Thirty-six hours after suggesting all Muslims should be banned from entering the United States, Republican Presidential Candidate, Donald Trump, is still suffering the ramifications.
And his latest Tweet suggests he has no intention of backing down.
In fact, he has stated that “I'm doing good for the Muslims…many Muslim friends of mine are in agreement with me. They say, 'Donald, you brought something up to the fore that is so brilliant and so fantastic.”
However, despite his posturing, his comments have been condemned by all the world leaders who have cared to comment, and a petition to ban him from visiting the UK now has 380,000 signatures. Demand to access the petition was so high on Wednesday, the Government website hosting it crashed several times.
Amid the furore over Mr Trump’s comments, one has to ask, despite members of the Cameron Government offering the appropriate words of disgust at such blatantly prejudiced talk, have they stopped to consider that some of the immigration policies the current Government has enacted or tried to enact could be considered just as discriminatory?
Consider the Right to Rent Scheme landlords will need to abide by from February 2016. human rights groups have stated that this scheme is likely to lead to ‘foreign looking’ people being excluded from renting properties because landlords found to have illegal immigrants living in their properties could face a fine of £3,000, or under the immigration Bill 2015-16, up to five years’ incarceration.
What about the discriminatory financial rules placed on UK residents who wish to bring their non-EEA spouses and children to the UK? Studies show 46% of ordinary UK citizens would be unable to meet the £18,600 threshold requirement to bring their spouse into the country, let alone the subsequent £3,800 applies for the first child and the additional £2,400 for each subsequent child.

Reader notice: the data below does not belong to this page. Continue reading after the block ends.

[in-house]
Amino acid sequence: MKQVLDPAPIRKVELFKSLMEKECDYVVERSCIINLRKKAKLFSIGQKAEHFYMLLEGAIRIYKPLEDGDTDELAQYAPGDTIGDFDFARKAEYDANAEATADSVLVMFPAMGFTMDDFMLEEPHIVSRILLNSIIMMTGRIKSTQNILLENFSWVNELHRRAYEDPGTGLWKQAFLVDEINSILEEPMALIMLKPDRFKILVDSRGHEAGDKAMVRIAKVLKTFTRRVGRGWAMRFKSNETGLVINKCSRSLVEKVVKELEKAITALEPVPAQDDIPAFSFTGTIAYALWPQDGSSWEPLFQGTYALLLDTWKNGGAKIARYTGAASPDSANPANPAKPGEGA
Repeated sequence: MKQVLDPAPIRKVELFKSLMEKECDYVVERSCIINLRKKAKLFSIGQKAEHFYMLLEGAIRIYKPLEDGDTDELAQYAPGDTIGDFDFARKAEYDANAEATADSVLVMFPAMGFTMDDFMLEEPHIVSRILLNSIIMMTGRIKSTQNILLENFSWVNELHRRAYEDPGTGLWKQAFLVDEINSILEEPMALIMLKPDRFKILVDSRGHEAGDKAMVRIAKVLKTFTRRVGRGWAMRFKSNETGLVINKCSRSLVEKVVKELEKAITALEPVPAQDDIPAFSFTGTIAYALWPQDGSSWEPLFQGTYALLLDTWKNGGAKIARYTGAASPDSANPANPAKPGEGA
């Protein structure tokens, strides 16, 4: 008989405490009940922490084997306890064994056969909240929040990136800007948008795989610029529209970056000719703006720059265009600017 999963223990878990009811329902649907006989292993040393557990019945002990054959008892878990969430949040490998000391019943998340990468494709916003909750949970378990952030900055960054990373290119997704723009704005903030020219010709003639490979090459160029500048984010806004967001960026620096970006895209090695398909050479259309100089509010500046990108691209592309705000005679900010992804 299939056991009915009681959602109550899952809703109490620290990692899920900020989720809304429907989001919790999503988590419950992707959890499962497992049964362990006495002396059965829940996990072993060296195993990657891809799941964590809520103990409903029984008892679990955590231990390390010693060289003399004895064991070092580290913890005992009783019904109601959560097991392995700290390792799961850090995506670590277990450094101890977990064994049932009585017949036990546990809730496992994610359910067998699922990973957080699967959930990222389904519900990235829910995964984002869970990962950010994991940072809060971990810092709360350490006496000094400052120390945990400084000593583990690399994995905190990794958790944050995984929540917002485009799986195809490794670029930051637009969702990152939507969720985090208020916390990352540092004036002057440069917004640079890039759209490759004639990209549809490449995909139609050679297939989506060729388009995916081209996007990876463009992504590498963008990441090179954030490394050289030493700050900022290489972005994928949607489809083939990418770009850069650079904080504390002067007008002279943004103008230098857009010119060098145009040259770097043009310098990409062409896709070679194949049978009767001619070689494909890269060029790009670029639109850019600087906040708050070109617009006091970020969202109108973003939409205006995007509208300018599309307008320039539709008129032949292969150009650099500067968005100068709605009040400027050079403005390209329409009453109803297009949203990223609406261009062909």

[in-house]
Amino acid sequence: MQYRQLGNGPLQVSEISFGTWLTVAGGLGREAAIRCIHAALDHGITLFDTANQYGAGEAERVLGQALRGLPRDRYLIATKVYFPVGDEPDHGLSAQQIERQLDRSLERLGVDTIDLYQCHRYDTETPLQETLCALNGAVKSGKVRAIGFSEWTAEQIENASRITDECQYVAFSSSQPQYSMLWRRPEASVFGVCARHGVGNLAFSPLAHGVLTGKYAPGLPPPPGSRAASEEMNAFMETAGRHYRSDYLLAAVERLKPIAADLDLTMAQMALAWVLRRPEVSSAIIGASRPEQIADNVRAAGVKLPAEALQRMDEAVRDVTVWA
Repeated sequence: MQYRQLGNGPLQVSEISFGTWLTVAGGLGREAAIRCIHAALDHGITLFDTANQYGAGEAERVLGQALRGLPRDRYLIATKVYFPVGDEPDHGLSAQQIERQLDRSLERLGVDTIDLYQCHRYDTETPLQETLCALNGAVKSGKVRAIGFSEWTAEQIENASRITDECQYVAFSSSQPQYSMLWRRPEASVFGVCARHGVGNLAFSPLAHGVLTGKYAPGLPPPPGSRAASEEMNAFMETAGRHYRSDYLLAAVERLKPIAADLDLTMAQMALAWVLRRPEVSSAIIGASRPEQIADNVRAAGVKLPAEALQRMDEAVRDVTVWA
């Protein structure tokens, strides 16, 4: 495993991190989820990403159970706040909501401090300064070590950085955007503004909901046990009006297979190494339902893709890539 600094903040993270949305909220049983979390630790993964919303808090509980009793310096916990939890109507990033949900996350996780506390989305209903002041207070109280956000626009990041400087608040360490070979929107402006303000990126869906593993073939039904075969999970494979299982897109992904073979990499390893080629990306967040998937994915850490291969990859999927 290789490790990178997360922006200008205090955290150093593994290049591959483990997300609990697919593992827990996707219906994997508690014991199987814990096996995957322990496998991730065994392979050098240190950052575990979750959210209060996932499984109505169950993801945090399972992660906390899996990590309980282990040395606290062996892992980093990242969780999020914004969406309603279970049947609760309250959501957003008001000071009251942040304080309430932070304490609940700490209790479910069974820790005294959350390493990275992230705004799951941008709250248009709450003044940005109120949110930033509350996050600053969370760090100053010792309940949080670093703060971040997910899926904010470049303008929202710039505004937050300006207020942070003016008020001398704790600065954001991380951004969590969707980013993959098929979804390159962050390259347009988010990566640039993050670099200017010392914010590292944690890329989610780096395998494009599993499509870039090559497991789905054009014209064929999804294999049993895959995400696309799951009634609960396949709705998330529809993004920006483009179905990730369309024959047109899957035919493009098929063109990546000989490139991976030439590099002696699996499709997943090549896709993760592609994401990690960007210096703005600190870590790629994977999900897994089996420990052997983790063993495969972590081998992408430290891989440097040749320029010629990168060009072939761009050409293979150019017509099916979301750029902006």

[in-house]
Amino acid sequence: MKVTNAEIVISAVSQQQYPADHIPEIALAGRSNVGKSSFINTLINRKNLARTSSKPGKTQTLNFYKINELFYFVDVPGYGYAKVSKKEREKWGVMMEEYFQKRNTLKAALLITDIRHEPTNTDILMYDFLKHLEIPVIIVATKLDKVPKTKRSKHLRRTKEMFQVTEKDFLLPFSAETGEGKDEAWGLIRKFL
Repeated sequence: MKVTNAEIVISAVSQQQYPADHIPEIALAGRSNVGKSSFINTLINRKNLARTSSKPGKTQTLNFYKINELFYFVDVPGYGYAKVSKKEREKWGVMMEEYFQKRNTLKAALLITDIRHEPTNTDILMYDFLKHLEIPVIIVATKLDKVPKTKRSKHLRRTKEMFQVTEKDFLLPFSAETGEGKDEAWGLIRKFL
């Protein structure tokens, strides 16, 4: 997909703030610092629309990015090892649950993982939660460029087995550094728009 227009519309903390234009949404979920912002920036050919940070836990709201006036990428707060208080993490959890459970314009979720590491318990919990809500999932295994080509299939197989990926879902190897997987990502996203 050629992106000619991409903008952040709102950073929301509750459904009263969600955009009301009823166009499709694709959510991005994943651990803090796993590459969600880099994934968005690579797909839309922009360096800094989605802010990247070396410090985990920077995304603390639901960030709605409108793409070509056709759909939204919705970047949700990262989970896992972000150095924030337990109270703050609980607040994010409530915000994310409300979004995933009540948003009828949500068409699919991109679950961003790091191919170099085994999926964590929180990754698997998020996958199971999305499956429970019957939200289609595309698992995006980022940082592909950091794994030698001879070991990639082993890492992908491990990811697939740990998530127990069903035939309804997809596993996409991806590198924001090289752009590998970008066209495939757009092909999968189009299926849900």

Finally, let us not forget the Government’s thwarted attempt in 2013 to force visitors from "high risk" countries such as India, Pakistan, Sri Lanka, Bangladesh, Ghana and Nigeria to pay a £3,000 security bond to enter the UK. The policy was binned after being seen as ‘highly discriminatory’ by the Tory Government’s then coalition partner, the Liberal Democrats.
In conclusion, our suggestion to the Home Secretary is rather than point the finger at Donald Trump, perhaps look at some of the UK’s current immigration policies, and examine whether or not they are just and reasonable in an open and democratic society.
As the saying goes, “People in glass houses shouldn’t throw stones”!
For the best expert legal advice and outcome on your UK immigration application, contact OTS immigration solicitors on 0203 959 9123 or contact us online.
We are one of the UK’s top firms for immigration solicitors and civil liberties lawyers. We can advise on a broad range of immigration issues including Appeals and Refusals, Judicial Reviews, Spouse Visas, Student Visas, Work Permit Visas, Indefinite Leave to Remain, EEA Applications, Asylum and human rights, British Citizenship, All types of visas, Business Immigration Visas, Entrepreneur Visas and Investor Visas.
Our top immigration solicitors and lawyers are here to assist you.
Disclaimer: The information and comments on this page/site is made available free of charge and for educational and information purposes only. The information and comments do not amount to and are not intended to be adopted as legal advice to any individual or company. The use of this site should not be a substitute for specific legal advice, which we ask you to see our contact page or call our solicitors on 0203 959 9123.
By using this site you understand that there is no solicitor and client relationship between you/your company and the site owners or the firm. We make every effort to keep the published articles up-to-date and accurate, however the law changes very rapidly and the older the articles on this site, the more likely that the views in it have changed with the development of the law.
Posted on: Thursday, 10 December, 2015